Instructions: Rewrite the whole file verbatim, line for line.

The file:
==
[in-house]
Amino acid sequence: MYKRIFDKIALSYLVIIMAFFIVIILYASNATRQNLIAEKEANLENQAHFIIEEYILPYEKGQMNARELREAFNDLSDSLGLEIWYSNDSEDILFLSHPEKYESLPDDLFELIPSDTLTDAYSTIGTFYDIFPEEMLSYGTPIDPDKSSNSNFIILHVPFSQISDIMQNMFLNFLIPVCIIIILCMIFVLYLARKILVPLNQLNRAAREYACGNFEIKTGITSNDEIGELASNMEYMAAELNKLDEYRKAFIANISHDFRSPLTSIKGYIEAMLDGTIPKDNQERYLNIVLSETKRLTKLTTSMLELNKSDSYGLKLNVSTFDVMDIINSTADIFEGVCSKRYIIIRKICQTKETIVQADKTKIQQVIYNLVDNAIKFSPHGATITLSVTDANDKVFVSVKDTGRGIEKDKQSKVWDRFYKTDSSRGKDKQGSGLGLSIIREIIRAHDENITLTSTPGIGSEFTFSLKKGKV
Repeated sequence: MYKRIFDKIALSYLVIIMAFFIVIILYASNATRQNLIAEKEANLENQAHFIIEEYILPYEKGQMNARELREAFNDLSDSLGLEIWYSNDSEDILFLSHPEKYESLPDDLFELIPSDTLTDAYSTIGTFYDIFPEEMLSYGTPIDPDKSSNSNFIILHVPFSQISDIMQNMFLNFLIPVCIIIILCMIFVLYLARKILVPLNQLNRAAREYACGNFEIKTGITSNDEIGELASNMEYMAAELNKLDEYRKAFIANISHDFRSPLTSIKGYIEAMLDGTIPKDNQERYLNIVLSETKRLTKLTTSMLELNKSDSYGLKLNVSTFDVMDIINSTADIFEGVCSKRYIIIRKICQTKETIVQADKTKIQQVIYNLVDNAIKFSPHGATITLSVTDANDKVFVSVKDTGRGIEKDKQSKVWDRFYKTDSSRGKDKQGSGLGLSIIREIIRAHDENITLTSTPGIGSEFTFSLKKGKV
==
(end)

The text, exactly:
[in-house]
Amino acid sequence: MYKRIFDKIALSYLVIIMAFFIVIILYASNATRQNLIAEKEANLENQAHFIIEEYILPYEKGQMNARELREAFNDLSDSLGLEIWYSNDSEDILFLSHPEKYESLPDDLFELIPSDTLTDAYSTIGTFYDIFPEEMLSYGTPIDPDKSSNSNFIILHVPFSQISDIMQNMFLNFLIPVCIIIILCMIFVLYLARKILVPLNQLNRAAREYACGNFEIKTGITSNDEIGELASNMEYMAAELNKLDEYRKAFIANISHDFRSPLTSIKGYIEAMLDGTIPKDNQERYLNIVLSETKRLTKLTTSMLELNKSDSYGLKLNVSTFDVMDIINSTADIFEGVCSKRYIIIRKICQTKETIVQADKTKIQQVIYNLVDNAIKFSPHGATITLSVTDANDKVFVSVKDTGRGIEKDKQSKVWDRFYKTDSSRGKDKQGSGLGLSIIREIIRAHDENITLTSTPGIGSEFTFSLKKGKV
Repeated sequence: MYKRIFDKIALSYLVIIMAFFIVIILYASNATRQNLIAEKEANLENQAHFIIEEYILPYEKGQMNARELREAFNDLSDSLGLEIWYSNDSEDILFLSHPEKYESLPDDLFELIPSDTLTDAYSTIGTFYDIFPEEMLSYGTPIDPDKSSNSNFIILHVPFSQISDIMQNMFLNFLIPVCIIIILCMIFVLYLARKILVPLNQLNRAAREYACGNFEIKTGITSNDEIGELASNMEYMAAELNKLDEYRKAFIANISHDFRSPLTSIKGYIEAMLDGTIPKDNQERYLNIVLSETKRLTKLTTSMLELNKSDSYGLKLNVSTFDVMDIINSTADIFEGVCSKRYIIIRKICQTKETIVQADKTKIQQVIYNLVDNAIKFSPHGATITLSVTDANDKVFVSVKDTGRGIEKDKQSKVWDRFYKTDSSRGKDKQGSGLGLSIIREIIRAHDENITLTSTPGIGSEFTFSLKKGKV